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The Primary School Drug Abusers

Julia Houston, BBC News, Manchester, 23rd May 2006

Children as young as 10 are undergoing treatment for drug addictions in north-west England, according to a drug support group.

Addaction said young people are being referred for misusing alcohol and cannabis and that issues with harder drugs are not uncommon.

Government figures show more young people are using drugs in the region than in any other part of England.

The most popular substance among 16 to 24-year-olds is cannabis.

In 2004-5, 20% of youngsters admitted using the drug.

Nick Evans, from the Liverpool branch of Addaction, said children between 10 and 18 were being referred to them for counselling and treatment.

"The large majority of people we see are misusing alcohol or cannabis," he said.

"There are instances where people use ecstasy, cocaine, amphetamines, and on a few instances there are harder drugs.

"Sadly there are instances where people use drugs such as heroin and crack, but fortunately that remains the minority.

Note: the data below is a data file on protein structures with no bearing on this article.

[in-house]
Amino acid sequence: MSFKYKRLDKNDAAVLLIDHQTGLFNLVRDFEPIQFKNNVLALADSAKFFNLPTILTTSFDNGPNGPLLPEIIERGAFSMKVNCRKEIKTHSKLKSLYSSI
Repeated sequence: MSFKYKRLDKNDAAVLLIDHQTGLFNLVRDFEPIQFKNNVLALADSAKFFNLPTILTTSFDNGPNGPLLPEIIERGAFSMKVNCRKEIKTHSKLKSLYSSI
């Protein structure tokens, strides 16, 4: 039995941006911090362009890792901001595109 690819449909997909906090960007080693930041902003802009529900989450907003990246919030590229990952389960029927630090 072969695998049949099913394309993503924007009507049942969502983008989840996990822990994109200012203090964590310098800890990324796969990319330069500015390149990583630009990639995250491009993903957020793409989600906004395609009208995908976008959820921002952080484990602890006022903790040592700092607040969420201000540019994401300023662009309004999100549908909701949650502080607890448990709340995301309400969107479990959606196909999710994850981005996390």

"I think there is a sense amongst young people that they don't want to use harder drugs like heroin."

He stressed the importance of young people choosing to clean up their lives themselves.

"We offer education and support, but it's the young person who is leading the change and they are committed to changing their lives," Mr Evans said.

"Our aim is to get young people to address their substance misuse so they feel they can lead normal, healthy lives."

Lancashire's Drugs Action Team (DAT) recently tripled the number of at-risk teenagers seen by its workers.

And the service suspects there are more people out there to be reached.

Mark Hindle, chairman of the Lancashire DAT, said: "It is a hard fact of modern life that young people will experiment with alcohol and drugs.

"It is up to us and our partners to find new ways to deal with that reality."

Liverpool City Council is set to spend £10m on drugs services in the coming year.

The city's drug and alcohol experts estimate there is a total of 6,170 problematic drug users in Liverpool, but they want to spell out that treatment really does work.

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